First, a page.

What is the influence upon the child's social development of such factors as health, physique, the family, play and other recreational activities, school activities, clubs, gangs, boys' and girls' camps, and the social order?
The most important factors affecting the child's social development are environmental. Of course, the most fundamental fact in social development is that the child, through his experiences, learns to get along with other people. The factors which influence social development are therefore those which guide his learning processes or which determine the nature of his experiences.
Health and Physique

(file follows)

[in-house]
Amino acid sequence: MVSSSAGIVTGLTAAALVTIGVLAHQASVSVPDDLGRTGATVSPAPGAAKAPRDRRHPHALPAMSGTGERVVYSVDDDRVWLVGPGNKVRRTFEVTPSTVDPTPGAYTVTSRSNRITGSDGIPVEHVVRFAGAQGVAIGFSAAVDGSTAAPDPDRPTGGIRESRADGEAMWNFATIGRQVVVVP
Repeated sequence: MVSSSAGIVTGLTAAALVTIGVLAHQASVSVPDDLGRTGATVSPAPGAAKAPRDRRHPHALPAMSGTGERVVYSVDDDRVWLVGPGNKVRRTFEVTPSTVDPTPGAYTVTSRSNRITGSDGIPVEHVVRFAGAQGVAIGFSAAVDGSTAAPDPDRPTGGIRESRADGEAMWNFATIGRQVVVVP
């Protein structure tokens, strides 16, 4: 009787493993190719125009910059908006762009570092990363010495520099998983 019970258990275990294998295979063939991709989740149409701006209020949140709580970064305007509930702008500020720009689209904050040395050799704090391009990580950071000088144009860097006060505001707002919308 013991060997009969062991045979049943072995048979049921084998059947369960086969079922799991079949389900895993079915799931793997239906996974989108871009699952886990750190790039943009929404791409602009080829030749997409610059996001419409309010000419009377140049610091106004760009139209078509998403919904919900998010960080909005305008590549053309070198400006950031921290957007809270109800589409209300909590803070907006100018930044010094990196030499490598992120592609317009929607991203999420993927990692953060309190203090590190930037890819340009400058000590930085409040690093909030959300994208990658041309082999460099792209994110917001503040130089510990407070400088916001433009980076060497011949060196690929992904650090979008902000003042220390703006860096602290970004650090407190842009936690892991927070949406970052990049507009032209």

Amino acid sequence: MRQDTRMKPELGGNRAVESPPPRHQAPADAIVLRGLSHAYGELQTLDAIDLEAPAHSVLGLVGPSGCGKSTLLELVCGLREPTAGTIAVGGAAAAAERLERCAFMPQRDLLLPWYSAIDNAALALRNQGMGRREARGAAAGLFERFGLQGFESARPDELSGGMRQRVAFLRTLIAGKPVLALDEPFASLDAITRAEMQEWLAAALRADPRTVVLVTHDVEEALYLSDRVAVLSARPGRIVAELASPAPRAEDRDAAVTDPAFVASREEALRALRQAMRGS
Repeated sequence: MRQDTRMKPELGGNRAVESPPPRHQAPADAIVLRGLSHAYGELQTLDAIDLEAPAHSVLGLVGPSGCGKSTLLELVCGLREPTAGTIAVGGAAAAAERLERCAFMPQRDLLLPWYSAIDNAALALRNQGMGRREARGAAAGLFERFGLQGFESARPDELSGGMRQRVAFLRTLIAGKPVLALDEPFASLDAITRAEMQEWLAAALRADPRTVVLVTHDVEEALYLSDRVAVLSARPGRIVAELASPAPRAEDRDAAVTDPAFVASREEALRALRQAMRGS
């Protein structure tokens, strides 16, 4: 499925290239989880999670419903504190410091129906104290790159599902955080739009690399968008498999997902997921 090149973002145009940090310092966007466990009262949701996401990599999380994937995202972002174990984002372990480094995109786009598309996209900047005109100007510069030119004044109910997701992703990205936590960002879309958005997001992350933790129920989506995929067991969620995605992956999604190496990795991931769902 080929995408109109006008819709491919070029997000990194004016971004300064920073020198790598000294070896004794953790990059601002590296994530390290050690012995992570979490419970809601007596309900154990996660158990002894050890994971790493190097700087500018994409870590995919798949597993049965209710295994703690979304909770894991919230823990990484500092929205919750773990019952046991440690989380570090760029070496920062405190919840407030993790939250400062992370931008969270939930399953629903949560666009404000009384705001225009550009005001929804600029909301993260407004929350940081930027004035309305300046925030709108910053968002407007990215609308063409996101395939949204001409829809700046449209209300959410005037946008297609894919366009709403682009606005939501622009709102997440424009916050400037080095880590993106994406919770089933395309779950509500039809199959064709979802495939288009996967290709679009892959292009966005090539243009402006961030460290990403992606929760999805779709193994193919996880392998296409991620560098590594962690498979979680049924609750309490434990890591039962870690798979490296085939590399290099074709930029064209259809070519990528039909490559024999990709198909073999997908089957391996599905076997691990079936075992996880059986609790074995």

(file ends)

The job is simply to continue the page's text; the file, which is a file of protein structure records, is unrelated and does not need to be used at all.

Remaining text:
Good health is favorable to social development. The child who is well and feels well has an advantage over the one who is sick, undernourished, and lacking in vitality. Sickness during infancy as well as during the years of childhood tends to interfere with the development of suitable social behavior patterns. The child who receives an excess of attention, care, and solicitude during periods of sickness maybecome selfish, self-assertive, and domineering. The one who is undernourished and not strong may depend unduly upon others and become shy and submissive. He may develop a timid, fearful attitude in his relations to others. If a child departs greatly from the normal in physique, being much undersized or oversized, or if he has some noticeable physical defect, he is likely to be persecuted or tormented by other children. This may result in an exceptionally strong feeling of inferiority which interferes with his social development. Many cases are observed in which the sensitive child seems to shun normal social contacts with his fellows because of poor health, lack of vitality, or a consciousness of inferior physical status. Sometimes overaggressive compensatory activities add to the difficulty. We have observed many troublesome children whose poor social adjustments seemed to be the result of their poor physical condition. We, have also observed a few cases in which physical defects seemed to interfere with the child's having suitable social relations with his fellows. Many of these cases, however, are complicated and made much worse by other conditions surrounding him, such as ineffective home training, bad companions, and other similar conditions.